The limp chick plummets from the log. The tortoise climbs down and swallows it whole. The entire process takes seven minutes.
The giant tortoises on the island have been seen consuming bones and snail shell, but it was assumed these weren’t hunted, and it was done to increase calcium levels.
‘It’s always been impossible to tell if the tortoise had directly killed the animal, or if it had just happened to sit down on one and find it conveniently squashed dead,’ says Gerlach. ‘Why turn down a bit of free protein?’
Researchers believe this behaviour was driven by the large 265,000-strong tree-nesting noddy tern colony and the 3,000 tortoises, living closely on the island
The chick likely fell from the tree above, landing on a log where the giant tortoise slowly approached, and over a seven minute encounter killed and fed on the bird
Giant tortoise found on the Galapagos islands is from a species thought to have gone extinct 100 YEARS ago
A giant tortoise found on the Galapagos islands has been confirmed to be a species thought to have gone extinct 115 years ago.
The adult female was discovered in 2019, and now a genetic analysis has confirmed her to be a Fernandina Giant Tortoise (Chelonoidis phantasticus).
Ecuador’s Environment Minister, Gustavo Manrique, confirmed the news on Twitter, writing: ‘Hope is alive!’
Many species of giant tortoises were over-hunted for their meat by European and other colonists who travelled to the Galapagos archipelago.
The sighting came during an expedition to the island of Fernandina in the western Ecuadorian region of the archipelago in 2019.
To prove the link, scientists from Yale University took samples from the female to compare to the remains of a male from the species Chelonoidis phantasticus.
The last previous sighting of the species had been in 1906.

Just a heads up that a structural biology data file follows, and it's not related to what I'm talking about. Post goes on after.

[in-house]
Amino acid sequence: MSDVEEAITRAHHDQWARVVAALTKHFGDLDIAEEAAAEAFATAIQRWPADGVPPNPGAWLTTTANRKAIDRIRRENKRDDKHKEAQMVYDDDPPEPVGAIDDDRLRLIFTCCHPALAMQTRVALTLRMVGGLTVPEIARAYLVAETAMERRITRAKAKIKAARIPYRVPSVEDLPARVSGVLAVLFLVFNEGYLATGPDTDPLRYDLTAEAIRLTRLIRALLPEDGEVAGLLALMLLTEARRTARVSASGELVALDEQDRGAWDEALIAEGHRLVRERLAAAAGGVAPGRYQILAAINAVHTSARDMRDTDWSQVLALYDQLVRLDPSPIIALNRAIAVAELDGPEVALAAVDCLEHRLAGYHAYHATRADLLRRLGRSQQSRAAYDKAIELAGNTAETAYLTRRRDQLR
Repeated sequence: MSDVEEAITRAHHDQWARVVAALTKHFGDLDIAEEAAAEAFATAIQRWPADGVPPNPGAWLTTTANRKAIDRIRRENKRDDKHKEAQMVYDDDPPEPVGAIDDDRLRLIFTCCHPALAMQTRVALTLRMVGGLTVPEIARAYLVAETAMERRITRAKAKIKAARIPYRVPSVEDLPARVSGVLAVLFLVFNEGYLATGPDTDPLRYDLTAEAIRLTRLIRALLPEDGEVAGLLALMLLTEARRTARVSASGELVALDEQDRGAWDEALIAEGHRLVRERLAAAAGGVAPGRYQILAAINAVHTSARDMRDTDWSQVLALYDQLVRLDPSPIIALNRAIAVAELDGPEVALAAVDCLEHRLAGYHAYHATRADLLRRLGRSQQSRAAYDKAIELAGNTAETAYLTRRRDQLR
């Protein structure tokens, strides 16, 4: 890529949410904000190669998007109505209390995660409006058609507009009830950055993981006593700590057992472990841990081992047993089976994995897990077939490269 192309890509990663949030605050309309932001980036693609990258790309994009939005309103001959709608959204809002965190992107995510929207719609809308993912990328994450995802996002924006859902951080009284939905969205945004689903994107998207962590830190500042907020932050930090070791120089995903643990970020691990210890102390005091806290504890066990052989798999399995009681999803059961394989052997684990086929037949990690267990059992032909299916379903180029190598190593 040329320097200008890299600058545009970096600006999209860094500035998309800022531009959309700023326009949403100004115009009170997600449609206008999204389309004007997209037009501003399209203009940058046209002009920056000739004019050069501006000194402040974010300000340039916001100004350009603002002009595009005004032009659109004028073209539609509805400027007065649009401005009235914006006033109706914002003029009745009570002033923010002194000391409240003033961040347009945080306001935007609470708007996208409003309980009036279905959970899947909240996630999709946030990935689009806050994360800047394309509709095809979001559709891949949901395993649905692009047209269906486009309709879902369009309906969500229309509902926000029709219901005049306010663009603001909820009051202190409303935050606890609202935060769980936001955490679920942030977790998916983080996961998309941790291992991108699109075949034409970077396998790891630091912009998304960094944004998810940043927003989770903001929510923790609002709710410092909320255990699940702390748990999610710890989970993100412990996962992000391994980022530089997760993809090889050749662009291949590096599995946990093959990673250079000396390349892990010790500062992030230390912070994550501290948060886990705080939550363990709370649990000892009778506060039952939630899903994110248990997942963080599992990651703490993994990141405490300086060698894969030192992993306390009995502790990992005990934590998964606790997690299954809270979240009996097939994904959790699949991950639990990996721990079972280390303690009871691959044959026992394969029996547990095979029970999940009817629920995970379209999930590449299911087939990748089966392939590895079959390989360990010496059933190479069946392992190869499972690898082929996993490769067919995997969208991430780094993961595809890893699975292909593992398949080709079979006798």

He said in the video it appeared that the tortoise had previous experience capturing chicks on the logs, as if it was something that happened regularly.
When chicks fall, their instinct is to avoid the ground at all costs, ‘this is likely why the chick remained on the log even while the tortoise crept closer,’ Gerlach said.
He added, ‘it looked to me like that individual had hunted successfully before; it seemed to know what it was doing.’
While this tortoise appears to be an experienced hunter, questions remain about how many tortoises hunt, how often they do it, how much nutrition they get from it, and if this is happening in other locations too.
‘Could we be seeing a population of tortoises that is developing a new type of behaviour with evolutionary implications, or is it just an interesting observation at the moment?’ Gerlach pondered.
He suspects that the conservation efforts on Frégate Island could be part of what is driving the emergence of this unusual behaviour.
Though seabird and tortoise populations have been on the decline for the past few hundred years, efforts on the island have revived the population of both to create a very unique combination of high bird and high tortoise populations.
Gerlach said the conservation efforts were ‘recreating conditions for natural behaviours that people haven’t seen for hundreds of years.’
‘There’s a lot of stories of tortoises eating snail shells for the calcium to make their own skeletons, but I don’t see why they couldn’t also systemically eat snails,’ he said.
The researcher said that despite all the unknowns, the effort the tortoise goes to in order to eat a tern is considerable, compared to munching on plants, which suggests the seabirds are something of a delicacy to the reptiles.
The findings were published in the journal Current Biology.
WHAT ARE THE GALAPAGOS ISLANDS?
The Galapagos islands are situated 563 miles west of mainland Ecuador, of which they are a part. They are some of the most remote land masses in the world.
There are 21 islands but only four of them are inhabited, with a population of around 25,000.
They contain more than 1,300 species found nowhere else on earth. With the islands at the intersection of three ocean currents, the sea is a mecca for marine life.
The most famous species unique to the Galapagos include the giant tortoise, marine iguana, flightless cormorant and the Galapagos penguin – the only penguin species to be found in the Northern Hemisphere.
Unesco decided to declare Galapagos a World Heritage Site In Danger in 2007 due to a boom in tourism.
Indeed, annual visitor numbers have increased from 12,000 in 1979 to more than 300,000 today.
Dozens of Galapagos species are now ‘critically endangered’.